Panel begins work on slowing prison growth

Gov. Nathan Deal's criminal justice reform council on Monday began its work to find money-saving ways to sentence and manage the state's criminal population.

The panel has until the end of the year to submit recommendations to the 2013 General Assembly. This past session, the Legislature enacted a sentencing reform package projected to save taxpayers $264 million in prison spending over the next five years.

House Bill 1176 is designed to divert nonviolent drug and property offenders away from prison to less-expensive alternatives, such as drug, mental health and other so-called accountability courts.

"You made Georgia one of the leaders on this nationwide," Jason Newman, of the Pew Center on the States, which will continue to assist the council, told members. "You should be commended."

State Court of Appeals Judge Michael Boggs, a co-chair of the council, said no issue is off the table, provided it ensures public safety and is fiscally responsible.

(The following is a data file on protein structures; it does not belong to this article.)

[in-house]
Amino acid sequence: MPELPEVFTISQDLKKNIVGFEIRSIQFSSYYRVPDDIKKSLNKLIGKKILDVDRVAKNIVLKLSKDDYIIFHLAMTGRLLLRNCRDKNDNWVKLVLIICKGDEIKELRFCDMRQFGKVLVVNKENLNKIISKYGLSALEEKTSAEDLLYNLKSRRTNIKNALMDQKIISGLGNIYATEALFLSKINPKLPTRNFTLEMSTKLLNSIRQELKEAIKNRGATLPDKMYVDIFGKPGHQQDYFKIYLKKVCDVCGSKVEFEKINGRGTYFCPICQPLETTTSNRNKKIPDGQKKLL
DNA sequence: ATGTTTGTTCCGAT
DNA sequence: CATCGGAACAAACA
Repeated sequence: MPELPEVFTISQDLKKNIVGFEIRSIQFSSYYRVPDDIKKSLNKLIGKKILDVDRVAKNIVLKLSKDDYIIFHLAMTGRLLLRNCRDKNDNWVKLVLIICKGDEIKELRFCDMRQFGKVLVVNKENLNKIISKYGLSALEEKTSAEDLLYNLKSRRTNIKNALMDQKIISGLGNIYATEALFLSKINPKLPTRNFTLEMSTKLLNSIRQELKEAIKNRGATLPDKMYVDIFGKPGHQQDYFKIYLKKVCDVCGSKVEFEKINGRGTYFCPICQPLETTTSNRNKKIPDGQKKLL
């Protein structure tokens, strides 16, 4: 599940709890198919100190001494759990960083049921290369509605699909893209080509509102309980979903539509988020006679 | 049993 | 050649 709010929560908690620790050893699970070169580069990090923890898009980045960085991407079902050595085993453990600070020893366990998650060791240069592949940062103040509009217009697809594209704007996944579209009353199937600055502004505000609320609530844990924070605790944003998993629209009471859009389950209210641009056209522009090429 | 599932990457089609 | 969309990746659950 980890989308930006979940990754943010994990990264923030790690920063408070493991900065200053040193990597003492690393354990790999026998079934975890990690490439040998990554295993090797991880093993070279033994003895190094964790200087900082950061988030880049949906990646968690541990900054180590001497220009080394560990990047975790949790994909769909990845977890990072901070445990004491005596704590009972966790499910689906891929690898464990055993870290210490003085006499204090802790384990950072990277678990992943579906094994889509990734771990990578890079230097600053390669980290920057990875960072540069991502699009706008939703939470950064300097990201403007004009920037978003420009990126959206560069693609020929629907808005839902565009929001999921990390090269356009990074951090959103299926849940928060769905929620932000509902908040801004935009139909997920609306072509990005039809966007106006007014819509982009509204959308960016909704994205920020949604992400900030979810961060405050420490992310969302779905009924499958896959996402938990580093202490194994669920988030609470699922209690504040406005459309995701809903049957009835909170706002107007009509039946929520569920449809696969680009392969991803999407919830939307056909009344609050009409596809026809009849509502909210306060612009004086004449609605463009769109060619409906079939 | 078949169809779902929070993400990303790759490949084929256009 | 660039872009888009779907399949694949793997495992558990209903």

Among issues to be considered, Boggs said, are: decriminalization of certain traffic offenses, safety valves for some minimum mandatory prison sentences, a rewrite of the state's juvenile justice code and ways to allow inmates to shave time off sentences if they behave well and meet goals.

The council, comprised of lawmakers, judges, lawyers and members of law enforcement, is also co-chaired by David Werner, the governor's deputy executive council. The governor appointed his son, Jason Deal, a Superior Court judge who oversees accountability courts in Hall and Dawson counties, to the council.

The governor appeared briefly as the council began its first meeing Monday, thanking members for their time and noting the Legislature did not enact all of the council's recommendations last year.

"You did good work," Deal said. "You looked at issues that were important to our state. I know you will continue that effort."